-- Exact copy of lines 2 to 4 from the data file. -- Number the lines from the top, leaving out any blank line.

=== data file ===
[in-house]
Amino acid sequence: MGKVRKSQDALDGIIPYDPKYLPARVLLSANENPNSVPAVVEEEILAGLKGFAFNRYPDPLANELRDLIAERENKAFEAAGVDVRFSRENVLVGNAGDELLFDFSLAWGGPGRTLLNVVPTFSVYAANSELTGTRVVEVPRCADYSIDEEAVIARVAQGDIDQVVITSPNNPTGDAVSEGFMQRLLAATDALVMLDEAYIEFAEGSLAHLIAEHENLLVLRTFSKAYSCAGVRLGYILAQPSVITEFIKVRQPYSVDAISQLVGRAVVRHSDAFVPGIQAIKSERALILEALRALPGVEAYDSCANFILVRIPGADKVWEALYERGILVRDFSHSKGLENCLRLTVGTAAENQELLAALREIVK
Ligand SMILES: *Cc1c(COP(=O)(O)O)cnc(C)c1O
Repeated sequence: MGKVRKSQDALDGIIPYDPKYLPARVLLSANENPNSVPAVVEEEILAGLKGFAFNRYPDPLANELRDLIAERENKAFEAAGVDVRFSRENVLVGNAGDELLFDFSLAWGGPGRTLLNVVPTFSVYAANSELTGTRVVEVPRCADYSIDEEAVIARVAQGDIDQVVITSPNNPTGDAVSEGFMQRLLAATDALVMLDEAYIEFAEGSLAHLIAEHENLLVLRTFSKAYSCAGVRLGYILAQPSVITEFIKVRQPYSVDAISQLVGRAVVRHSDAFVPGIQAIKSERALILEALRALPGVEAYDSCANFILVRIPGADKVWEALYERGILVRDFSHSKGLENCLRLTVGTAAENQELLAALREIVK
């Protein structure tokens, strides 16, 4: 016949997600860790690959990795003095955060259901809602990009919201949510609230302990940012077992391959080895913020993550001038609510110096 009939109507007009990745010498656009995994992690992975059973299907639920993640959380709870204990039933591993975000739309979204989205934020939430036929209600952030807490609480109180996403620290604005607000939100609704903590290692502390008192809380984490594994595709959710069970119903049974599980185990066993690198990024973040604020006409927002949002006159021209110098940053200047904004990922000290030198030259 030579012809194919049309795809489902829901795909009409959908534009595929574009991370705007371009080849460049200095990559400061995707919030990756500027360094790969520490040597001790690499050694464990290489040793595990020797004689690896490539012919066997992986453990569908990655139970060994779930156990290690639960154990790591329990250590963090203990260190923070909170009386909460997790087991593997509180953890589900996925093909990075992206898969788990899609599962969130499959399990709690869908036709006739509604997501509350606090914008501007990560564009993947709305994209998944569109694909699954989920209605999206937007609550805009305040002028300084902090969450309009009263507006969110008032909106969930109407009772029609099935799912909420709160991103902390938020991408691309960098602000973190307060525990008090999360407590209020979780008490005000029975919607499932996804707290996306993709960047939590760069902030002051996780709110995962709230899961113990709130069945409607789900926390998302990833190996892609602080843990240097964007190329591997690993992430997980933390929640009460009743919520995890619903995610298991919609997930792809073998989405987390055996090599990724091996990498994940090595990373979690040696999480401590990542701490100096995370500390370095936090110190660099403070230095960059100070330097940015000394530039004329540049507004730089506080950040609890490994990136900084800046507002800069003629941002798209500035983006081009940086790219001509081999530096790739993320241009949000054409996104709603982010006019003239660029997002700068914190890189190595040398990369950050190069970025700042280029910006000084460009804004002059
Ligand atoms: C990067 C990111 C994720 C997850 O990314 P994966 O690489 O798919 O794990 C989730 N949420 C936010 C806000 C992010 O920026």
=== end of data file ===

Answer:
Amino acid sequence: MGKVRKSQDALDGIIPYDPKYLPARVLLSANENPNSVPAVVEEEILAGLKGFAFNRYPDPLANELRDLIAERENKAFEAAGVDVRFSRENVLVGNAGDELLFDFSLAWGGPGRTLLNVVPTFSVYAANSELTGTRVVEVPRCADYSIDEEAVIARVAQGDIDQVVITSPNNPTGDAVSEGFMQRLLAATDALVMLDEAYIEFAEGSLAHLIAEHENLLVLRTFSKAYSCAGVRLGYILAQPSVITEFIKVRQPYSVDAISQLVGRAVVRHSDAFVPGIQAIKSERALILEALRALPGVEAYDSCANFILVRIPGADKVWEALYERGILVRDFSHSKGLENCLRLTVGTAAENQELLAALREIVK
Ligand SMILES: *Cc1c(COP(=O)(O)O)cnc(C)c1O
Repeated sequence: MGKVRKSQDALDGIIPYDPKYLPARVLLSANENPNSVPAVVEEEILAGLKGFAFNRYPDPLANELRDLIAERENKAFEAAGVDVRFSRENVLVGNAGDELLFDFSLAWGGPGRTLLNVVPTFSVYAANSELTGTRVVEVPRCADYSIDEEAVIARVAQGDIDQVVITSPNNPTGDAVSEGFMQRLLAATDALVMLDEAYIEFAEGSLAHLIAEHENLLVLRTFSKAYSCAGVRLGYILAQPSVITEFIKVRQPYSVDAISQLVGRAVVRHSDAFVPGIQAIKSERALILEALRALPGVEAYDSCANFILVRIPGADKVWEALYERGILVRDFSHSKGLENCLRLTVGTAAENQELLAALREIVK